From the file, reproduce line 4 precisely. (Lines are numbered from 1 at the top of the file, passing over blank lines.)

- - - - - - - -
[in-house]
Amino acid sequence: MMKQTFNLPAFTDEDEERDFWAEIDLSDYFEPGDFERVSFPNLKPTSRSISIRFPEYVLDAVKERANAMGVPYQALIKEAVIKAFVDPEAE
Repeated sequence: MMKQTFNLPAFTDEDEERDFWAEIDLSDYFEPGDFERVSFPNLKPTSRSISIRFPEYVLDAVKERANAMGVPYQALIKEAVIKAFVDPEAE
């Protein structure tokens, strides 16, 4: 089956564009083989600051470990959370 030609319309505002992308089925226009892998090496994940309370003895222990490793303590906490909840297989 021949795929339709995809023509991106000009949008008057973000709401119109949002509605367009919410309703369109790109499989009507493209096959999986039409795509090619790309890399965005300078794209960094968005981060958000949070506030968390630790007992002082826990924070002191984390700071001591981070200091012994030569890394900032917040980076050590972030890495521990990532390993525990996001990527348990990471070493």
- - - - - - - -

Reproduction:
């Protein structure tokens, strides 16, 4: 089956564009083989600051470990959370 030609319309505002992308089925226009892998090496994940309370003895222990490793303590906490909840297989 021949795929339709995809023509991106000009949008008057973000709401119109949002509605367009919410309703369109790109499989009507493209096959999986039409795509090619790309890399965005300078794209960094968005981060958000949070506030968390630790007992002082826990924070002191984390700071001591981070200091012994030569890394900032917040980076050590972030890495521990990532390993525990996001990527348990990471070493």